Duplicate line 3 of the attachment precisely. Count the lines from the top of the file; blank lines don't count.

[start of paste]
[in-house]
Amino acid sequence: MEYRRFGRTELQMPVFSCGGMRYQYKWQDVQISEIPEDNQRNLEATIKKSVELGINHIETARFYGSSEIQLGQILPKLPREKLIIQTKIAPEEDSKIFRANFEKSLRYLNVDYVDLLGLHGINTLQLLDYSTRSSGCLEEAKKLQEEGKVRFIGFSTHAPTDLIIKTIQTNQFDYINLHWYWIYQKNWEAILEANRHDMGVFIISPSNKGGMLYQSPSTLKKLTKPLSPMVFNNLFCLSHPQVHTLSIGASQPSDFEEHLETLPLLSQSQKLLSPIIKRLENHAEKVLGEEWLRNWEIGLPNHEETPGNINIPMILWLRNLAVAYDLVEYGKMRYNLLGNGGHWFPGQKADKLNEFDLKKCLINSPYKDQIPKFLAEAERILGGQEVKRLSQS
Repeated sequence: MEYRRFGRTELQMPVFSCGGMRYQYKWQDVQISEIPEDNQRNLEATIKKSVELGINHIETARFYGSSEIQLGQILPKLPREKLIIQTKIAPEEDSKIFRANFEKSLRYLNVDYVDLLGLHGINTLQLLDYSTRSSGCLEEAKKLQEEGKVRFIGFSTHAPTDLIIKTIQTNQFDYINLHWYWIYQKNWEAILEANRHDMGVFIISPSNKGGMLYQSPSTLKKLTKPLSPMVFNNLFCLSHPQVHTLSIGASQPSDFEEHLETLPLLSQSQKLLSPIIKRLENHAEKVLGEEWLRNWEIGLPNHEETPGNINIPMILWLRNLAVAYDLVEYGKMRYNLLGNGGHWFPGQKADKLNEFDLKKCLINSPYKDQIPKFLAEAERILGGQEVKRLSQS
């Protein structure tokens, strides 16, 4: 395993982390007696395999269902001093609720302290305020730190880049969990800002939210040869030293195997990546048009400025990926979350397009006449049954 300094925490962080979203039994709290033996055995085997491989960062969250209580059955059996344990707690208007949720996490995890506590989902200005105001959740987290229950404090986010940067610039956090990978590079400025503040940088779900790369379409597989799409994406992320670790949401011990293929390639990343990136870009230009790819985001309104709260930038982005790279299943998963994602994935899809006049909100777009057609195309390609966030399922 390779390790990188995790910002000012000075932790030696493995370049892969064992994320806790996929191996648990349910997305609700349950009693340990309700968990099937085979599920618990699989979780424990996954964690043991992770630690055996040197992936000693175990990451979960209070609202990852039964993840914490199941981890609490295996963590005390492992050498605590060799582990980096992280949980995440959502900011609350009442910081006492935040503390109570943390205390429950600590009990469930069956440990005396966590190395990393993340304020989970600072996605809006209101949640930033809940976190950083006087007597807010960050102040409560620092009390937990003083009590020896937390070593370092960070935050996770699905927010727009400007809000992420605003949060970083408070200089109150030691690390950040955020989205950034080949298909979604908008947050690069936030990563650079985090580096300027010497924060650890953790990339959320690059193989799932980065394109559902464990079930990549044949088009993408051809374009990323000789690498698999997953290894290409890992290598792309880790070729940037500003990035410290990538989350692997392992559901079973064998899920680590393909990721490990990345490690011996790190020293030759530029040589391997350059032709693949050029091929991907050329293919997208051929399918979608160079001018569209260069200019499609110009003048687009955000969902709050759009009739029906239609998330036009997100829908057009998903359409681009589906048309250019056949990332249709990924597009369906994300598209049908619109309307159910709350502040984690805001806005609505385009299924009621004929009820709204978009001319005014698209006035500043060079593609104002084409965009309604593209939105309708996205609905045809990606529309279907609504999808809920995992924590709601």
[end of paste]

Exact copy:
Repeated sequence: MEYRRFGRTELQMPVFSCGGMRYQYKWQDVQISEIPEDNQRNLEATIKKSVELGINHIETARFYGSSEIQLGQILPKLPREKLIIQTKIAPEEDSKIFRANFEKSLRYLNVDYVDLLGLHGINTLQLLDYSTRSSGCLEEAKKLQEEGKVRFIGFSTHAPTDLIIKTIQTNQFDYINLHWYWIYQKNWEAILEANRHDMGVFIISPSNKGGMLYQSPSTLKKLTKPLSPMVFNNLFCLSHPQVHTLSIGASQPSDFEEHLETLPLLSQSQKLLSPIIKRLENHAEKVLGEEWLRNWEIGLPNHEETPGNINIPMILWLRNLAVAYDLVEYGKMRYNLLGNGGHWFPGQKADKLNEFDLKKCLINSPYKDQIPKFLAEAERILGGQEVKRLSQS